According to a story from Business Wire, the non-profit foundation CurePSP has agreed to allocate funding for four venture grants. The funding is worth over $300,000 and will be directed towards research projects in the U.S. and Germany that are focused on the rare disease progressive supranuclear palsy (PSP). This funding will go towards studies that will help further the understanding of this mysterious and debilitating disease.
About Progressive Supranuclear Palsy
Progressive supranuclear palsy is a degenerative illness that causes certain areas of the brain to atrophy and die. The cause of this disease is currently unknown. Some genetic variants are linked to the disease, but most people with the variant do not get progressive supranuclear palsy. Current research is investigating environmental factors and other genetic variants. Symptoms include lunging upon starting movement, falls, poor balance, slowing of movement, urinary incontinence, a backward head tilt from stiffening neck muscles, loss of vertical eye movement, dementia, and difficulty speaking and swallowing. Treatment is symptomatic and supportive, with no available methods for slowing or halting progression. Patients eventually lose their ability to walk in the late stages. Average survival from onset is seven years. To learn more about progressive supranuclear palsy, click here.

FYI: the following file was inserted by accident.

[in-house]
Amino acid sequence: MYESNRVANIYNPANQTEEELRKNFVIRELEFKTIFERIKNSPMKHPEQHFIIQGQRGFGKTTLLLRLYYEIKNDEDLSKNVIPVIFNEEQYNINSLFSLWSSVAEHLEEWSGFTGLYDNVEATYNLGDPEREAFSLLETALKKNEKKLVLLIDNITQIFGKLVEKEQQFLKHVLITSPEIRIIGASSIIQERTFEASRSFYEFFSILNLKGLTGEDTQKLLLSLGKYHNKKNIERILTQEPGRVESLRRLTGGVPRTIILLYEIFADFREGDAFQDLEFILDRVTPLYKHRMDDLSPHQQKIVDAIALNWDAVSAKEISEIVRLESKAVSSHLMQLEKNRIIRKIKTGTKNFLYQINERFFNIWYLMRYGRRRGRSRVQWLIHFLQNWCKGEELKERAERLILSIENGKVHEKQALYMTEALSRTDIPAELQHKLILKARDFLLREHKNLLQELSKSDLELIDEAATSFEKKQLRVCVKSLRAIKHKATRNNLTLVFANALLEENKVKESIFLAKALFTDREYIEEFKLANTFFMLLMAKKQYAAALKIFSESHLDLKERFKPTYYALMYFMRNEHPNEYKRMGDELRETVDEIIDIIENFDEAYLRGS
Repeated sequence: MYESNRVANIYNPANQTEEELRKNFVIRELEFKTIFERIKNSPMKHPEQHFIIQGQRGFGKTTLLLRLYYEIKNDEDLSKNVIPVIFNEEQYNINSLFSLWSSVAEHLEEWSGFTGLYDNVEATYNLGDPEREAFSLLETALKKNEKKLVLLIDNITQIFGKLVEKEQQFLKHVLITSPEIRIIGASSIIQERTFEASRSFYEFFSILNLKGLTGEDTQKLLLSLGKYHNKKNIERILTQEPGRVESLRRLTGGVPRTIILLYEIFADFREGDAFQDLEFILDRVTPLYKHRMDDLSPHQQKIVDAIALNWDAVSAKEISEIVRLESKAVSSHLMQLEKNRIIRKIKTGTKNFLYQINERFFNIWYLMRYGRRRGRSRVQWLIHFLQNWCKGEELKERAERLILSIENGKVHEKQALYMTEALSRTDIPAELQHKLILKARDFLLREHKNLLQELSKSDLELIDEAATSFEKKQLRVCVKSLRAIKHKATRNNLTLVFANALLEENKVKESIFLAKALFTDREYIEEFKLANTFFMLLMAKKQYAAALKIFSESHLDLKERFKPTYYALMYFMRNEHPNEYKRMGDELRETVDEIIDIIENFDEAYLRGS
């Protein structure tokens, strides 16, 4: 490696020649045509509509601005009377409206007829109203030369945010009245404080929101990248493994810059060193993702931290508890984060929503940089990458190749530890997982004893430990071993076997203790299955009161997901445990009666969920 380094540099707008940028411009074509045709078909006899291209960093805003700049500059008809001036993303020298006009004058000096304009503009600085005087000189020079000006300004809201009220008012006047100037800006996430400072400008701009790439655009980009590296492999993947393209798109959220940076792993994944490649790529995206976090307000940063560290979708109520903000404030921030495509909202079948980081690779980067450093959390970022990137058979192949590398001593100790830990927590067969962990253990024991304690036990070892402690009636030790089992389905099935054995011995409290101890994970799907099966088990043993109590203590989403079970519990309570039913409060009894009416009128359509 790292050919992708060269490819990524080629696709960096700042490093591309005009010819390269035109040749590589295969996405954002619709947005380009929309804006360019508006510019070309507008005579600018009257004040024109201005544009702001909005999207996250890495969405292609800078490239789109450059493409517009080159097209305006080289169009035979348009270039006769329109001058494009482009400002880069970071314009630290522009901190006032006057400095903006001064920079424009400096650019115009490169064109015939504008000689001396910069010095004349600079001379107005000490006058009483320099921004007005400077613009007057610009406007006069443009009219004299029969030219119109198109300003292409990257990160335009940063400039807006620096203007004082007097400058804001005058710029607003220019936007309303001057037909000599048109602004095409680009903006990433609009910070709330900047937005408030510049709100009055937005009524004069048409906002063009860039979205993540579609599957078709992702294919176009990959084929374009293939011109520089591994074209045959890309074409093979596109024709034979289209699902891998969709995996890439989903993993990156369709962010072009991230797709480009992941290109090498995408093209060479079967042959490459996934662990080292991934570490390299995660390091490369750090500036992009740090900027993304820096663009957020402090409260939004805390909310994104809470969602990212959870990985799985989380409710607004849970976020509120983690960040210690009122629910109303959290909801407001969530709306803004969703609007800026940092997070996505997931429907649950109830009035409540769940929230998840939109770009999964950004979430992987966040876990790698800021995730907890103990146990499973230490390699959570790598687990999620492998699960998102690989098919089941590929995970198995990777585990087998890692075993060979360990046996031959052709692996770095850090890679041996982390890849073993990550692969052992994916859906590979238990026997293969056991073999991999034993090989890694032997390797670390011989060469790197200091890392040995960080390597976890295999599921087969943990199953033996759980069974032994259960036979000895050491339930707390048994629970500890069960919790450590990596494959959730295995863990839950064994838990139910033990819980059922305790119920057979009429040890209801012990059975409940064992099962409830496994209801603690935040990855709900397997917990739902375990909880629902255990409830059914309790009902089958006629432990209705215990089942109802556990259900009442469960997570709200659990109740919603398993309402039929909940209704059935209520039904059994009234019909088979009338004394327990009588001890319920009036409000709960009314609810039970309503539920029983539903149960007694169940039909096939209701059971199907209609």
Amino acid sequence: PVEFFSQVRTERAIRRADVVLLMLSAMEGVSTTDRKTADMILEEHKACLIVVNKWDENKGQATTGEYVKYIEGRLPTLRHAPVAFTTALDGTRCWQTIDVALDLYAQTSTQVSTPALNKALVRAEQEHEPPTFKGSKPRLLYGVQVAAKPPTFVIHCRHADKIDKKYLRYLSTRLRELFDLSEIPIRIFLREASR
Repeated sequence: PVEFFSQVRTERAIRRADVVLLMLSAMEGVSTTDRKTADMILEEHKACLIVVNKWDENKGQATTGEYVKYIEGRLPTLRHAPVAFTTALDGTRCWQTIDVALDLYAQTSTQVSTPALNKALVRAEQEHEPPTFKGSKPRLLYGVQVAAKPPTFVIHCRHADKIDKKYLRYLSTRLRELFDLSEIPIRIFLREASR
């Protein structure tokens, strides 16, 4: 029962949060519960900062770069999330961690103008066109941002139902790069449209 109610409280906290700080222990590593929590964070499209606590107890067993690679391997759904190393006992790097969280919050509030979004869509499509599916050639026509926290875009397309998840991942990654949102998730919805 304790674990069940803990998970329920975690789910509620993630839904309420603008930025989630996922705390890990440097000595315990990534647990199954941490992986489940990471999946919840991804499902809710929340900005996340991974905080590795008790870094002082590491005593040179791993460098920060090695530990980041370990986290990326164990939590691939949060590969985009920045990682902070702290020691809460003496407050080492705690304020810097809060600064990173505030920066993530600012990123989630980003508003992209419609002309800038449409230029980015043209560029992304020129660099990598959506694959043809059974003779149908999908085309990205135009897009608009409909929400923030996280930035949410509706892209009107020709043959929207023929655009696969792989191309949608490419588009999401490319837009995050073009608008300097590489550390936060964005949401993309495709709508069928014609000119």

The research studies that CurePSP will be funding will investigate a variety of subjects related to the disease. These include further investigating the role of genetics in progressive supranuclear palsy and research into the behavior of tau protein. Tau has been implicated in a variety of dementia related illnesses such as Alzheimer’s, and it develops into intricate tangles that damage tissue in the brain.
Where Will Research Be Conducted?
A team from the University of Pittsburgh plans to be using the grant in an effort to isolate genetic variants that could potentially raise or bring down the risk of getting the disease, as well as investigate the mechanisms that play a role in the disease. Researchers from the University of North Carolina will also investigate whether the process of tau acetylation (a process of protein modification within cells) could trigger progressive supranuclear palsy. Another group of scientists from the Ludwig-Maximilians-University of Munich will investigate whether the gene STX6 could play a role in the uptake of tau in neurons.
To learn more about CurePSP, visit their website here.